• Reply
      April 19, 2019 at 12:58 pm

      Katherine, thank you for sharing YOUR memories. How incredible to have that “teacher” in your life to show you such beauty and emulate joy in fashion. Wow. Amazing. Thanks for sharing. I’m savoring every detail!

  • Reply
    April 11, 2019 at 4:24 pm

    My Paternal Grandmother could sew anything. From the time we were born, my sisters and I had our clothing made by our grandmother. We’d find prom dresses in Seventeen magazine, send the page to her & magically we’d have the same dress we requested. She made our wedding dresses, tap dancing costumes (I have mine framed in my home) and I remember how she smocked all of our dresses when we were little girls. Because of her, I can still buy fabric & a pattern and make myself a dress. Thanks for sharing your amazing work Brenda. They all are works of art.

    • Reply
      April 19, 2019 at 12:56 pm

      Wow, Sandi, this is so cool! How incredible! I’d never been that kind of sewer. It must have seemed like magic or maybe it was just a common occurrence. What a rich background! I’d love to see dresses you’ve made as well. Gosh, this is all making me want to get the sewing machine out!

  • Reply
    Jane M
    April 11, 2019 at 4:53 pm

    As a sewist I’m so impressed with your sewing skills, so much creativity and detail in your children’s clothes! I enjoy reading about your love for clothing. I bet if you sewed your clothing it would be equally amazing!

    • Reply
      April 19, 2019 at 12:55 pm

      Jane, I did sew some for myself. I’m just not talented or skilled enough to do the tailoring kinds of things that I admire so much. I had great mentors when my kids were young–older women who were involved in the wearable art movement. They encouraged me to do all sorts of little projects so I’d have the satisfaction of actually finishing something. These kid pieces were just that. They didn’t take a long time although I gave myself the time to get them just right. Every seam on the inside is covered by fabric from the garment. I was pretty obsessed!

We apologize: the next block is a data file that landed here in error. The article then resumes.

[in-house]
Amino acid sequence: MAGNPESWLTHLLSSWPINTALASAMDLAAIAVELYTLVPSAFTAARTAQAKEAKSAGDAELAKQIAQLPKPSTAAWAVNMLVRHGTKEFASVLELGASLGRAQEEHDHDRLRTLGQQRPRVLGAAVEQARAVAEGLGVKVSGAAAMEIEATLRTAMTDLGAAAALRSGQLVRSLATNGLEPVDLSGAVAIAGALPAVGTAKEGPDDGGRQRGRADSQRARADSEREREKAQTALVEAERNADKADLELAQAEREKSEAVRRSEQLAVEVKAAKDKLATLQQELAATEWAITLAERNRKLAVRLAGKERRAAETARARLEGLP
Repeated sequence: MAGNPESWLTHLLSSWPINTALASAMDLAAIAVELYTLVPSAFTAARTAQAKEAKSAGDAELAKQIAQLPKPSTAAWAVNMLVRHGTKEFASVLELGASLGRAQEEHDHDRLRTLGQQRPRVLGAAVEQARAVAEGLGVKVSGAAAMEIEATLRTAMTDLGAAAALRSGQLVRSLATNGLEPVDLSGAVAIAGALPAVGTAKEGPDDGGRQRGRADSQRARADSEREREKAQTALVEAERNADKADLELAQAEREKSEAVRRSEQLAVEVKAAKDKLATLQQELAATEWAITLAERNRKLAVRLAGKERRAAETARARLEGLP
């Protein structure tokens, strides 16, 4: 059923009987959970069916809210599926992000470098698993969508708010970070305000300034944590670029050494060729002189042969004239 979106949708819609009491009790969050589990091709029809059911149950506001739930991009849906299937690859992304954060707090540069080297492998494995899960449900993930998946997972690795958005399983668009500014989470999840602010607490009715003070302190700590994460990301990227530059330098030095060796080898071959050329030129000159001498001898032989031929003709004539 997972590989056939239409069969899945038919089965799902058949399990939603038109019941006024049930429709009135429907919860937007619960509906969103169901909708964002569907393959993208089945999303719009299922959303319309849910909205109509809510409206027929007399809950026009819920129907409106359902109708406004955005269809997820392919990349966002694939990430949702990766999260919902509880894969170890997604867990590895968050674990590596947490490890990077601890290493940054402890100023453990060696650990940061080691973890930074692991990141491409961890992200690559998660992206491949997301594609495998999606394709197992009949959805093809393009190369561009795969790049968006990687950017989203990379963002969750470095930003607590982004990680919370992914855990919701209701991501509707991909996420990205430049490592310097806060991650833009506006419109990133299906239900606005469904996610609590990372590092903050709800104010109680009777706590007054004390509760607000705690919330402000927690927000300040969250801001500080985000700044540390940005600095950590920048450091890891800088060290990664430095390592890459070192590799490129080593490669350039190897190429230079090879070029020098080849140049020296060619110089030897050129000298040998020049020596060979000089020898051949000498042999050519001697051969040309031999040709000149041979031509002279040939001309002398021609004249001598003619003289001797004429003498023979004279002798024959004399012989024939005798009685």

• Reply
    April 12, 2019 at 4:52 am

    I sewed from my children a LOT when they were younger, but I never went through all of the intricate details and designs that you did. I’m amazed. Also, what a delight that your dress brings you so much joy, it’s a rarity.

    • Reply
      April 19, 2019 at 12:52 pm

      Thanks, Kim. Designing those clothes for the kids was also a creative outlet that fed my soul as I was feeding the mouths and minds of young ones! It was a win-win. It doesn’t happen often that a dress can bring such a powerhouse of good memories. I love that this one does!

  • Reply
    Sandra Sallin - Apart Frpom My Art
    April 15, 2019 at 10:15 am

    Love it!!!! That is so me. I’d wear it everyday! You look adorable in it. Is that OK to say? Now let’s look at your sewing abilities. My goodness you’re a marvelous designer, writer, model and all around talented woman. Why are you not designing clothes. I love the clothes you designed for your children. Artful Home does a great job in curating the best.

    • Reply
      April 19, 2019 at 12:47 pm

      Sandra, I could so see you wearing that dress everywhere!!! We could be sisters! I did do some designing (wearable art) for adults. I would get commissioned to make things. It was a very joyous part of my life. Geoffrey Beene was my absolute favorite designer. I had scrapbooks of his styles. He did a lot of piecing in his work. But alas, image consulting came knocking on my door and I felt it was easier to create art on bodies without having to sew it all. It’s been a good creative life!

  • Reply
    cindy hattersley
    April 17, 2019 at 10:14 am